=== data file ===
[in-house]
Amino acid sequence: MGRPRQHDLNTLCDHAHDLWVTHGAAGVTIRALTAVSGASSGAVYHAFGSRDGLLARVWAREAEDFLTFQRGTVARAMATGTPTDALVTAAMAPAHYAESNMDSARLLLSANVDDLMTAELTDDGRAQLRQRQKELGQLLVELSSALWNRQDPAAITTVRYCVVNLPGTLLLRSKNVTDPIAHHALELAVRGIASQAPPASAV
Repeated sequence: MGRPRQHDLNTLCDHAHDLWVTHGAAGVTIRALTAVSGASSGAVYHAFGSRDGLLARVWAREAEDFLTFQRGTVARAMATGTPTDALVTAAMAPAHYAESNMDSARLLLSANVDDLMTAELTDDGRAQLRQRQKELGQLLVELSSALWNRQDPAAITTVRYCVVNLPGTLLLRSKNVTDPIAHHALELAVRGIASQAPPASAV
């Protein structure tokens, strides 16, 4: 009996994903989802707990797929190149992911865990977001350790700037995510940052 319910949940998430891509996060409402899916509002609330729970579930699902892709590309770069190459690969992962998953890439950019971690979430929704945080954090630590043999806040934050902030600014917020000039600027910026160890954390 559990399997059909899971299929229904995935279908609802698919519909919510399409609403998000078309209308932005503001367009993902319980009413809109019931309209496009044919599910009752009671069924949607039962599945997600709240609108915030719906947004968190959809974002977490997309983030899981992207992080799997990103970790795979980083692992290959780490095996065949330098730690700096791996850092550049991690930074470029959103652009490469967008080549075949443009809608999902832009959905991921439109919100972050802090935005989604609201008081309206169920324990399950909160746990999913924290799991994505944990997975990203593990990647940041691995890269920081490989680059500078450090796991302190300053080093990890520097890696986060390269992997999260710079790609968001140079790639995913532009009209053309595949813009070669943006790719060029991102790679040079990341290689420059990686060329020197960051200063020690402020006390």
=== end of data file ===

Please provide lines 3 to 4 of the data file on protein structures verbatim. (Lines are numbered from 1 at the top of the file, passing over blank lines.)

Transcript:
Repeated sequence: MGRPRQHDLNTLCDHAHDLWVTHGAAGVTIRALTAVSGASSGAVYHAFGSRDGLLARVWAREAEDFLTFQRGTVARAMATGTPTDALVTAAMAPAHYAESNMDSARLLLSANVDDLMTAELTDDGRAQLRQRQKELGQLLVELSSALWNRQDPAAITTVRYCVVNLPGTLLLRSKNVTDPIAHHALELAVRGIASQAPPASAV
């Protein structure tokens, strides 16, 4: 009996994903989802707990797929190149992911865990977001350790700037995510940052 319910949940998430891509996060409402899916509002609330729970579930699902892709590309770069190459690969992962998953890439950019971690979430929704945080954090630590043999806040934050902030600014917020000039600027910026160890954390 559990399997059909899971299929229904995935279908609802698919519909919510399409609403998000078309209308932005503001367009993902319980009413809109019931309209496009044919599910009752009671069924949607039962599945997600709240609108915030719906947004968190959809974002977490997309983030899981992207992080799997990103970790795979980083692992290959780490095996065949330098730690700096791996850092550049991690930074470029959103652009490469967008080549075949443009809608999902832009959905991921439109919100972050802090935005989604609201008081309206169920324990399950909160746990999913924290799991994505944990997975990203593990990647940041691995890269920081490989680059500078450090796991302190300053080093990890520097890696986060390269992997999260710079790609968001140079790639995913532009009209053309595949813009070669943006790719060029991102790679040079990341290689420059990686060329020197960051200063020690402020006390």